The image... shows the state of 14 bottles of white wine sealed under various closures 125 months (just over 10 years) after bottling. This closure trial was conducted by the Australian Wine Research Institute to assess the relative effects of cork, plastic and screw cap closures on bottle-aged wine and has unequivocally shown the superiority of screw caps in aging wine.
It is well known that screw cap closures eliminate cork taint (TCA) and premature oxidization, but what this trial reveals is the fact that wine does mature/age in the bottle over time under screw cap. This is the most misunderstood aspect of the closure debate. Australians have been conducting both red and white wine screw cap trials for 20-30 years, so experience tells us this is indeed the case, but this is the first trial on such a grand scale to highlight this little-known fact.
...Thousands of bottles (of otherwise identical wine) were sealed with 14 different closures, including multiple natural and synthetic corks as well as one sample under screw cap.
The bottled wines were systematically analyzed over a 10 year period by sensory and analytical methods and photographed (you can see the sequential photographs below). The bottle sealed with a screw cap is positioned on the far left. While the pictures tell a convincing story, leaving little doubt as to which seal provides the most effective method of preserving a wine, it is the sensory evaluation results that are most revealing. The wines sealed under screw cap were still drinkable and showing appealing secondary aged characters while retaining freshness.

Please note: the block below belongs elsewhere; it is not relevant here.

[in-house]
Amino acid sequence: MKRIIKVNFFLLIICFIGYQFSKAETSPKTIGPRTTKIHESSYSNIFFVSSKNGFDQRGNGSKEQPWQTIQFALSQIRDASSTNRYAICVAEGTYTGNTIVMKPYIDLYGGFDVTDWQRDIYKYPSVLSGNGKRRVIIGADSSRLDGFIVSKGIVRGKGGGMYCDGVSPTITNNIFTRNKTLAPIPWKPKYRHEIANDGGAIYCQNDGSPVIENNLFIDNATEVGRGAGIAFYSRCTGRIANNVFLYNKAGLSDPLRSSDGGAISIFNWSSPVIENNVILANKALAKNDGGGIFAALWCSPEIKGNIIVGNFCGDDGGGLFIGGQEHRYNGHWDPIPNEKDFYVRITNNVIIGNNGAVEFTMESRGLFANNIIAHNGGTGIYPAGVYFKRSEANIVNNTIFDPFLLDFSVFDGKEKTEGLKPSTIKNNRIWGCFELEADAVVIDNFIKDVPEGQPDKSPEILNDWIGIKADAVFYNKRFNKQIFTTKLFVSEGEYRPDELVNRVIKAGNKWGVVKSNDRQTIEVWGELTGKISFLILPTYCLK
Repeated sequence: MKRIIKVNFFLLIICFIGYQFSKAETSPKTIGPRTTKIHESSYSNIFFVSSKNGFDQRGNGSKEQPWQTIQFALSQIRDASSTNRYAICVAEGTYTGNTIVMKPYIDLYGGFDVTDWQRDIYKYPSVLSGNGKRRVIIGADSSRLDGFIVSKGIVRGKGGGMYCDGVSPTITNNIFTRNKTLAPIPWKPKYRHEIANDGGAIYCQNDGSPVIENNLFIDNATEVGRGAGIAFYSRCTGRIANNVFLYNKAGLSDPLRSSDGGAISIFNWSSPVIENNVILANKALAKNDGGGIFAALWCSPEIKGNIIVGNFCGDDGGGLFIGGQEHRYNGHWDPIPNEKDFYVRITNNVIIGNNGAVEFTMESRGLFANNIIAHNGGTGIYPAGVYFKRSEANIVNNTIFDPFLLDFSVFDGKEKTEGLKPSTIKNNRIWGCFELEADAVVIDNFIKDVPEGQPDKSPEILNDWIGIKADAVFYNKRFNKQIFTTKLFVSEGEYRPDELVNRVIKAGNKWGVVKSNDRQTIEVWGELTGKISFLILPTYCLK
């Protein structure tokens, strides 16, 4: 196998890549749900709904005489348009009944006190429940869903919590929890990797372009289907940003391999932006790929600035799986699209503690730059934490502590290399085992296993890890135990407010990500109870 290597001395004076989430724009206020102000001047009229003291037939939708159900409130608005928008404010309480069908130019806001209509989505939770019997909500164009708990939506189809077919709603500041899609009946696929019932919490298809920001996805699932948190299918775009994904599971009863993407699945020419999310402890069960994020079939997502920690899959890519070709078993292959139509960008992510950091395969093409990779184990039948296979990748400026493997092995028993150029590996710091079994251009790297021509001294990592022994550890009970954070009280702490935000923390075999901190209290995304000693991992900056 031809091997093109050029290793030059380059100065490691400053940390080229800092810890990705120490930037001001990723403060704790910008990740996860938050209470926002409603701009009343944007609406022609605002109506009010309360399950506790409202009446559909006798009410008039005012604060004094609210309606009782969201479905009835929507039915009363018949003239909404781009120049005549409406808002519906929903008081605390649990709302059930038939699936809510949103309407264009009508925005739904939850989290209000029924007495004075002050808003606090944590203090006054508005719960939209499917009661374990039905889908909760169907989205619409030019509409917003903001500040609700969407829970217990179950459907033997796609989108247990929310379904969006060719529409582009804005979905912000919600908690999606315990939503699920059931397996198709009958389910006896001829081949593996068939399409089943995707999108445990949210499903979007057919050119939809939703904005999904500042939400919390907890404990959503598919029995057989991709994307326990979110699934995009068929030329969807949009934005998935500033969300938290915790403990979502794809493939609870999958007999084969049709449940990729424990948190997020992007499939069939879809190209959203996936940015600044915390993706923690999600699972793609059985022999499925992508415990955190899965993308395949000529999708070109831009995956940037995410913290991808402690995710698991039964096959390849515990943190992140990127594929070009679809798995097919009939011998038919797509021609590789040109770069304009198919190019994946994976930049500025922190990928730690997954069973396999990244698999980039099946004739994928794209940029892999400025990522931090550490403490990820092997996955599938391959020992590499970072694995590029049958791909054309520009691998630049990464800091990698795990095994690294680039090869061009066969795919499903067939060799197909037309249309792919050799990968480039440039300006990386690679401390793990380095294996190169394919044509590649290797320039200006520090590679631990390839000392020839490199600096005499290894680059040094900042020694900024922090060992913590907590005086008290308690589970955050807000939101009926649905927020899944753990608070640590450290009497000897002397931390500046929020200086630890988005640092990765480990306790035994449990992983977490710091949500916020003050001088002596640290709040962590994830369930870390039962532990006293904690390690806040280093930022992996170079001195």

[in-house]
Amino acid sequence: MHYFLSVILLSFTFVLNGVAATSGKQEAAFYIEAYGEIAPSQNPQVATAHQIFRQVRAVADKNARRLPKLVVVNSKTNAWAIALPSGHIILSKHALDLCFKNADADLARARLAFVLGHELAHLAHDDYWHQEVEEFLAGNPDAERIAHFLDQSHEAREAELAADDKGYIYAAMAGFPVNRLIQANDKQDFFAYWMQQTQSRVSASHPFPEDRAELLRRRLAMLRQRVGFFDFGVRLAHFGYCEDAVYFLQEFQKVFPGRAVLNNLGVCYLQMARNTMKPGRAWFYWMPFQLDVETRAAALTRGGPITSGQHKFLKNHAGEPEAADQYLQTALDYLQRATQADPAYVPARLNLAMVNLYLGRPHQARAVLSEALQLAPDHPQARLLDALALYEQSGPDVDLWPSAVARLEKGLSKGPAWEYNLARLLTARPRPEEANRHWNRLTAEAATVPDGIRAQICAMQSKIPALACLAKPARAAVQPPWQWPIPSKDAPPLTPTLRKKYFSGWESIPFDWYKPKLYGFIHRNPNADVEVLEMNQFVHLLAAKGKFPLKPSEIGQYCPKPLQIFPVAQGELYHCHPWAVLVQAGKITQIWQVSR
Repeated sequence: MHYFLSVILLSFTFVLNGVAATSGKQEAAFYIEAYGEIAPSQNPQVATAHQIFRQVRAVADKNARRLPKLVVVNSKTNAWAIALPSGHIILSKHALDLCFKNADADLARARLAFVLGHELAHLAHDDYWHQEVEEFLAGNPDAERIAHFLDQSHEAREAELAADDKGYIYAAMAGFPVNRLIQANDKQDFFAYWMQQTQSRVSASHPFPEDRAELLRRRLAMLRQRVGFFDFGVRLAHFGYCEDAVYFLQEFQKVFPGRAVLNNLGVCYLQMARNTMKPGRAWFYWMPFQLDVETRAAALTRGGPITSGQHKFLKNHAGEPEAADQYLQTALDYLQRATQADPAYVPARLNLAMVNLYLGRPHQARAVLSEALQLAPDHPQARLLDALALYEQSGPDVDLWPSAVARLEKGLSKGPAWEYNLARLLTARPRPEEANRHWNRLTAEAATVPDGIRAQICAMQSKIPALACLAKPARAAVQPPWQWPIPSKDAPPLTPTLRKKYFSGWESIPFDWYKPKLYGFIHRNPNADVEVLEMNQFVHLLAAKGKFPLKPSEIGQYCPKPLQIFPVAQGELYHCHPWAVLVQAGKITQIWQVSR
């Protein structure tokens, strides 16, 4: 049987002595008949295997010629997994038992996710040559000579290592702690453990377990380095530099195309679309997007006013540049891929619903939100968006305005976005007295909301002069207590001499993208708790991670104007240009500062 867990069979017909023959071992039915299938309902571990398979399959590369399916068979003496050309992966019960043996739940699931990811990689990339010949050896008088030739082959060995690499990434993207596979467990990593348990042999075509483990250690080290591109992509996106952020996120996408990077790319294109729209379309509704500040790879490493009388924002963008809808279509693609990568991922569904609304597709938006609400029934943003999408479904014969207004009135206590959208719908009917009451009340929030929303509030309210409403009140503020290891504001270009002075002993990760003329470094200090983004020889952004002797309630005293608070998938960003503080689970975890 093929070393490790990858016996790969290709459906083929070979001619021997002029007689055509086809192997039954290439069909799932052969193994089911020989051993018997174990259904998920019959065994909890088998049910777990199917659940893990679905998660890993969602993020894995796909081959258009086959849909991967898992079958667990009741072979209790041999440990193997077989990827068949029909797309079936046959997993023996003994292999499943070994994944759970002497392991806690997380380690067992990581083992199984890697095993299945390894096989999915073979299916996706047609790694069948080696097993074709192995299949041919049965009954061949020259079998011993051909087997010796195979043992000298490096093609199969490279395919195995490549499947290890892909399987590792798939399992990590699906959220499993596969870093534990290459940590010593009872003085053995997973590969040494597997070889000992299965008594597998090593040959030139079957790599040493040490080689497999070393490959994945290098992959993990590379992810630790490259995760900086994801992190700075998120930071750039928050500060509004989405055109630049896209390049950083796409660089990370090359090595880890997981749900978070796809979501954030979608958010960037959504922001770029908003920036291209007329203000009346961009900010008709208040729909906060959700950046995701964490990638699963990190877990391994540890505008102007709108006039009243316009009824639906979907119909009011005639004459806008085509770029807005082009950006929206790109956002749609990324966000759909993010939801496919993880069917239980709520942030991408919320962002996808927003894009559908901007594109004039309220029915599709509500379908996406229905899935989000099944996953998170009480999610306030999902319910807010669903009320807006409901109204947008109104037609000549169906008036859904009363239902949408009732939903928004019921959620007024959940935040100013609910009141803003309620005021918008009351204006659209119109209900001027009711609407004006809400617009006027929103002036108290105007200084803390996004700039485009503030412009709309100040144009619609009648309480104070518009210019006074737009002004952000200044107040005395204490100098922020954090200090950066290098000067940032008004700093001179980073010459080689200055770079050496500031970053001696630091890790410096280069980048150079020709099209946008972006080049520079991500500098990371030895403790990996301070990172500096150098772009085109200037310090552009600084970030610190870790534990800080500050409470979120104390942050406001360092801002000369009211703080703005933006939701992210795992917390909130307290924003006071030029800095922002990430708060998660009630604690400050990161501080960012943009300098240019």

...there was huge variation in the results for the synthetic and cork closures, which was of more concern than TCA taint.Like most folks I tend to think of screw top wine bottle as being the cheap stuff we drank in college, if, that is, we drank wine in college.
The biggest issue for any form of cork closure is variability, the wines sealed with screw cap were extremely consistent bottle to bottle and no other closure achieved results even similar.
Most of the wine sealed with closures other than screw cap were completely undrinkable, some synthetic corks didn’t even last 28 months.
The study was initially established to determine which would be the best performing cork and we didn’t expect screw cap to be much of a factor. It didn’t take long to work out that it was going to be the most reliable performer, and as it turns out the results are emphatic.
In addition to cork taint, there is also concern about supplies of natural cork, which is desirable for many uses besides sealing wine bottles if I could afford cork flooring!--but the harvesting of which has caused severe damage to the cork forests of the Iberian peninsula, with subsequent impact on the related wildlife.